Canadian Aid Literary Award Contest Redux

Last February, I blogged about the Canadian Aid Charity, which was sponsoring a fundraising raffle whose prize was a contract “for a manuscript of the winner’s choice” from a publisher called BookLand Press. Though they presented themselves as separate organizations, I discovered that BookLand (a publisher with a tiny list and POD prices) and Canadian Aid (a registered charity strangely lacking in organizational specifics, such as a staff list and a list of its Board of Directors–I worked in the not-for-profit field for years, and it’s incredibly unusual for a charitable organization not to provide this info) appeared in fact to be related, sharing a contact person and a fax number. What kind of publisher offers a publishing contract based on a raffle win, anyway?

Possibly someone at these organizations saw my original post. The contact name for Canadian Aid has since been changed, and it no longer appears to have a fax–so the connections between the organizations are no longer easy to trace. I’m also not finding any sign or mention of the raffle or its winner on either website. The raffle drawing was to be held April 27th. What happened?

At any rate, Canadian Aid and BookLand are advertising another fundraiser–an actual contest this time, with a panel of judges and everything. The entry fee is $45 in Canadian dollars (a little more than the $40 per ticket charged for the raffle), which works about to about $42 US. That’s pretty steep for a book contest.

Even leaving aside any questions about interconnectedness or nondisclosure, I have serious questions about the publisher. The cover prices average $25 US for trade paperbacks, and there’s no sign of trade reviews (trade reviews are evidence that a publisher is marketing to the book trade). And based on the information available at BookLand’s website, as well as the inconsistent availability of its books at online vendors–for instance, one book with a pub date of February 2007 doesn’t show up at either Amazon or B&N (in fact, only one of BookLand’s published books shows up at B&N, which is listed as one of BookLand’s “suppliers“), and another with a pub date of April 2007 lists as shipping in 4-6 weeks–I’m guessing that distribution is limited, to say the least.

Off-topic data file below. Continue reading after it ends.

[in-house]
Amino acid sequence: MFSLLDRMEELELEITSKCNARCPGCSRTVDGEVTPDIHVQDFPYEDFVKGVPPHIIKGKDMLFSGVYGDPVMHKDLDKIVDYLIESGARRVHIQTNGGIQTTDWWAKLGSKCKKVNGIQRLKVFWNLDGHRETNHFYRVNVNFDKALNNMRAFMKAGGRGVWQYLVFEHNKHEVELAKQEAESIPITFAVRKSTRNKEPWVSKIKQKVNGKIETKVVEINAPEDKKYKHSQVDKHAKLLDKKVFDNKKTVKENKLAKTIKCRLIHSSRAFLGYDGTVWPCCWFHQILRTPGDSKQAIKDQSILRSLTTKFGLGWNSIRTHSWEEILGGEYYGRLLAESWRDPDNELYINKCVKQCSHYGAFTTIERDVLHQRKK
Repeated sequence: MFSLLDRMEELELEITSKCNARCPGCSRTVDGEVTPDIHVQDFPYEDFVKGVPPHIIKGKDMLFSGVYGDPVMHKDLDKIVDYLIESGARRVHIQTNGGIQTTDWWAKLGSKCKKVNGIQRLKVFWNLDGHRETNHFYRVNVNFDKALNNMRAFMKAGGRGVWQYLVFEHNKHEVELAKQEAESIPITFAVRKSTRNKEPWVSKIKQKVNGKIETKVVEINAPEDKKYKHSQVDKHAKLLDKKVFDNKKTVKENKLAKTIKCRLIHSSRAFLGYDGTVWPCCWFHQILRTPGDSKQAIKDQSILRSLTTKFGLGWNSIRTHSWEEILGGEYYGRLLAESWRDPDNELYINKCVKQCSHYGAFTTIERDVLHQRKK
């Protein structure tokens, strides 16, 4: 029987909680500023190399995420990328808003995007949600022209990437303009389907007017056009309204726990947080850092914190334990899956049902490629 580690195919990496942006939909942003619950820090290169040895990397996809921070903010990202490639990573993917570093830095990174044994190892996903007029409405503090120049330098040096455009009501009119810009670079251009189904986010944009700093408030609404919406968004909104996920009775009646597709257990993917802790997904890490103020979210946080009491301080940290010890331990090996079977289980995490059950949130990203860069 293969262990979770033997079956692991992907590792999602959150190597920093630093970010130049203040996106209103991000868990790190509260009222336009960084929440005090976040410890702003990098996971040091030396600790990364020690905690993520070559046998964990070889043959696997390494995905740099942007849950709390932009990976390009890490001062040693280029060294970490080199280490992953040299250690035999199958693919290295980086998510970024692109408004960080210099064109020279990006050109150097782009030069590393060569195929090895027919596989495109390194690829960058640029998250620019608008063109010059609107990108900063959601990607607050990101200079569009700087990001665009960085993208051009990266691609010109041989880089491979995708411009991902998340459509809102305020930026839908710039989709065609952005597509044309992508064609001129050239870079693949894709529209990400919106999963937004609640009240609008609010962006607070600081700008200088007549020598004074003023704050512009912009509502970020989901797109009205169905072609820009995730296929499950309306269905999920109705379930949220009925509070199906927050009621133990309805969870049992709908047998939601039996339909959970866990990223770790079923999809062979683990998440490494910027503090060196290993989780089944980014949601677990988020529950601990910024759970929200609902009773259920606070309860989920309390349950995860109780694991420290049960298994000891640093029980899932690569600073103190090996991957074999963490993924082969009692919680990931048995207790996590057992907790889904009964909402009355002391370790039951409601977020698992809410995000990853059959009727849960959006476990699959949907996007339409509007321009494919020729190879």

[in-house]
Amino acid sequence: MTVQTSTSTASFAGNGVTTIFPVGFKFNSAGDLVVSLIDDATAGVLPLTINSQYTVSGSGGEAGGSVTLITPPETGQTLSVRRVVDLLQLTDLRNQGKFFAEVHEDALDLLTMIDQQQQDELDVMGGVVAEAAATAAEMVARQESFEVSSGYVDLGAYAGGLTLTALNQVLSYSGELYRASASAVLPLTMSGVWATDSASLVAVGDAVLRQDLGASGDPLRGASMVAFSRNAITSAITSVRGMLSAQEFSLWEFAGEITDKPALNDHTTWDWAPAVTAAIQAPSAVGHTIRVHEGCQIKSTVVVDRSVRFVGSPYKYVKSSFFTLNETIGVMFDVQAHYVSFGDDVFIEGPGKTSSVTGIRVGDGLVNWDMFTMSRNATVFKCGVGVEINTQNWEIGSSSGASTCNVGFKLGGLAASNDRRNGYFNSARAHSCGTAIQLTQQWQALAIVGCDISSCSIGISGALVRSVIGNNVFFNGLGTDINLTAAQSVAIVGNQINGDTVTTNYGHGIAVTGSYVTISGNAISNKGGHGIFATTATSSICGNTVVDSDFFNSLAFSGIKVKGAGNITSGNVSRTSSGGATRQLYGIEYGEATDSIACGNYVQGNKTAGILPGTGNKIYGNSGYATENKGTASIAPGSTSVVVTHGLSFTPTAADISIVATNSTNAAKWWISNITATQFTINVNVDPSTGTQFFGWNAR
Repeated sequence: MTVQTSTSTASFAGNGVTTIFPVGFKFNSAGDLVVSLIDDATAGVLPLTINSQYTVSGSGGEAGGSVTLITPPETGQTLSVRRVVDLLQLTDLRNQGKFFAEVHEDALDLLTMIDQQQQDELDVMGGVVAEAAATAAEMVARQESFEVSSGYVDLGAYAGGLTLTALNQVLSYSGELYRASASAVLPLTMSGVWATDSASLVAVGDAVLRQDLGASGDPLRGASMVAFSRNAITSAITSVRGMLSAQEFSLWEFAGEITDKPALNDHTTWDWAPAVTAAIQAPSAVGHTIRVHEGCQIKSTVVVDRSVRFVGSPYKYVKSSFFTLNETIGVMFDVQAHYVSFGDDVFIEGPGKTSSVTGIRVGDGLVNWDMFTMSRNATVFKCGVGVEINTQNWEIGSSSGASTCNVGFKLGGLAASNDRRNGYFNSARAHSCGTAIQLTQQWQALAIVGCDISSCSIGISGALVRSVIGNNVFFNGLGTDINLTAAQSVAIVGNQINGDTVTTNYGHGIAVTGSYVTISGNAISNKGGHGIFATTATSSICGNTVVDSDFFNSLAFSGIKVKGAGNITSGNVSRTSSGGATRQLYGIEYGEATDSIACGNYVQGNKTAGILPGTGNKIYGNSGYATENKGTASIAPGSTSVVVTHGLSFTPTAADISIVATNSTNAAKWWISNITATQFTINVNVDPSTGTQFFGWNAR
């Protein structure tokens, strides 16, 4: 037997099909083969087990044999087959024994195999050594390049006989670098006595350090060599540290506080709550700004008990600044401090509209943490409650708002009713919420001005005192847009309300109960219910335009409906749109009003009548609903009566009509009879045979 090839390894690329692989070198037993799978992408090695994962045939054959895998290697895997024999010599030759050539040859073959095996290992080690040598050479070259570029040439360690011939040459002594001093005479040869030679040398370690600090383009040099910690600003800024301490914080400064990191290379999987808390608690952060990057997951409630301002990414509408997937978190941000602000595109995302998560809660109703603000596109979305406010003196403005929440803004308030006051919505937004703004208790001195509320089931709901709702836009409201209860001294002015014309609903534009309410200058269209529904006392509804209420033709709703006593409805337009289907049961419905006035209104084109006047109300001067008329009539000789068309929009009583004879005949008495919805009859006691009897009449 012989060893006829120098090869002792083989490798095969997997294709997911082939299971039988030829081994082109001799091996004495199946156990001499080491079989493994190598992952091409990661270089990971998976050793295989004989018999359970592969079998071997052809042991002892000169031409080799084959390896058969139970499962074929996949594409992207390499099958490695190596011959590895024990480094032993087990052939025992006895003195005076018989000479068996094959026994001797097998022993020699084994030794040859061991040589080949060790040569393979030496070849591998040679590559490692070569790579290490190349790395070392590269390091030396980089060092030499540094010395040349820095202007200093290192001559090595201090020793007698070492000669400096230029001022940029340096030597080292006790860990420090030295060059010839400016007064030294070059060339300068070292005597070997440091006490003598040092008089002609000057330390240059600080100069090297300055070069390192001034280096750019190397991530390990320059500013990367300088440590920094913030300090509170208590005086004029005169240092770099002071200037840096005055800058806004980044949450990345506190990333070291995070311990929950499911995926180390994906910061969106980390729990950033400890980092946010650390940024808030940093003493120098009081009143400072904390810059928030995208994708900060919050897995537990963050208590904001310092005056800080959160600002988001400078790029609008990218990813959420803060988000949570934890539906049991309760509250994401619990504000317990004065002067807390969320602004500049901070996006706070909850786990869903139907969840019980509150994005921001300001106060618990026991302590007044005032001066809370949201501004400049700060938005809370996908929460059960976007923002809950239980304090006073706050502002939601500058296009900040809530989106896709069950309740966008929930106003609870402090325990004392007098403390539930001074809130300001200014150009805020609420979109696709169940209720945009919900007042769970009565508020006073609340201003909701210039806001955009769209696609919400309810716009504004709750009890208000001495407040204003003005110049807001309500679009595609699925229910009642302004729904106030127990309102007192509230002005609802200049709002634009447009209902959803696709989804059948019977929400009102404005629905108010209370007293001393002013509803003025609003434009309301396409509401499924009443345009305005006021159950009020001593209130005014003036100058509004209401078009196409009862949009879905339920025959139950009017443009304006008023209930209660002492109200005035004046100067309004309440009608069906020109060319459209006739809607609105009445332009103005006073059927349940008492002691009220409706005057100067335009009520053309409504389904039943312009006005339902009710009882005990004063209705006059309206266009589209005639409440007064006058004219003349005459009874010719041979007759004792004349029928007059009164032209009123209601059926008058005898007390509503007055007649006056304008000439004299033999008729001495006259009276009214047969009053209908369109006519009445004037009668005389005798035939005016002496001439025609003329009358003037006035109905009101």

One last note: the back cover of that one book available through B&N, Christina Kilbourne’s 2006 novel The Roads of Go Home Lake, includes this interesting bit of text: “This project was made possible by the joint efforts of the author and Canadian Aid Charity.”


  1. I am the first winner of the Canadian Aid Literary Award (2006). Check out my website if you wish – I am a writer with a long list of publishing credentials AND I’ve been delighted with my experience with BookLand Press since winning the contest. In any case, just thought I’d dropped a line.

  2. The charity is legit. It is duly registered in Canada. So is BookLand Press – registered, legit and member of the Association of Canadian Publishers.

  3. I checked the the charity’s # and it is registered in Canada. I can get more public record info if you want.

  4. Wowee, look at that duck walk and quack!

    I’ll be very surprised if this doesn’t turn out to be migratory waterfowl. Perhaps someone ought to ask the Canadian authorities how they feel about this sort of thing.

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